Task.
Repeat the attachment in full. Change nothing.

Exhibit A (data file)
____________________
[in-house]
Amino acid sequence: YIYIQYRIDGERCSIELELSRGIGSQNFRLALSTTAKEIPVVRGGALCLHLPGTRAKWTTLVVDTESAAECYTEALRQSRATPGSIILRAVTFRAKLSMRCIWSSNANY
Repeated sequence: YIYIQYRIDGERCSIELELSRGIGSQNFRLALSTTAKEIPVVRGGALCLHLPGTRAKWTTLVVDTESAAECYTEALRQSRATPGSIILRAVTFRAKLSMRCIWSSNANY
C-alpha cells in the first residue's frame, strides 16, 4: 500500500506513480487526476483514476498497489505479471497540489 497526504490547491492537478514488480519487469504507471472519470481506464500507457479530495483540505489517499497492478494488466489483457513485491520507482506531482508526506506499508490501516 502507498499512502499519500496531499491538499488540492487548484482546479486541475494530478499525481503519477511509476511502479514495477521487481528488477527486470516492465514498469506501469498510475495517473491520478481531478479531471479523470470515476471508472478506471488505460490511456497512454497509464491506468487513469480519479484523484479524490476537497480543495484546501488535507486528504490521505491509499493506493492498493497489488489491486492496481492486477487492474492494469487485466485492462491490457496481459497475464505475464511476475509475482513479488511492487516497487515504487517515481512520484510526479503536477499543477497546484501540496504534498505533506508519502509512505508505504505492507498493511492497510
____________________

[in-house]
Amino acid sequence: YIYIQYRIDGERCSIELELSRGIGSQNFRLALSTTAKEIPVVRGGALCLHLPGTRAKWTTLVVDTESAAECYTEALRQSRATPGSIILRAVTFRAKLSMRCIWSSNANY
Repeated sequence: YIYIQYRIDGERCSIELELSRGIGSQNFRLALSTTAKEIPVVRGGALCLHLPGTRAKWTTLVVDTESAAECYTEALRQSRATPGSIILRAVTFRAKLSMRCIWSSNANY
C-alpha cells in the first residue's frame, strides 16, 4: 500500500506513480487526476483514476498497489505479471497540489 497526504490547491492537478514488480519487469504507471472519470481506464500507457479530495483540505489517499497492478494488466489483457513485491520507482506531482508526506506499508490501516 502507498499512502499519500496531499491538499488540492487548484482546479486541475494530478499525481503519477511509476511502479514495477521487481528488477527486470516492465514498469506501469498510475495517473491520478481531478479531471479523470470515476471508472478506471488505460490511456497512454497509464491506468487513469480519479484523484479524490476537497480543495484546501488535507486528504490521505491509499493506493492498493497489488489491486492496481492486477487492474492494469487485466485492462491490457496481459497475464505475464511476475509475482513479488511492487516497487515504487517515481512520484510526479503536477499543477497546484501540496504534498505533506508519502509512505508505504505492507498493511492497510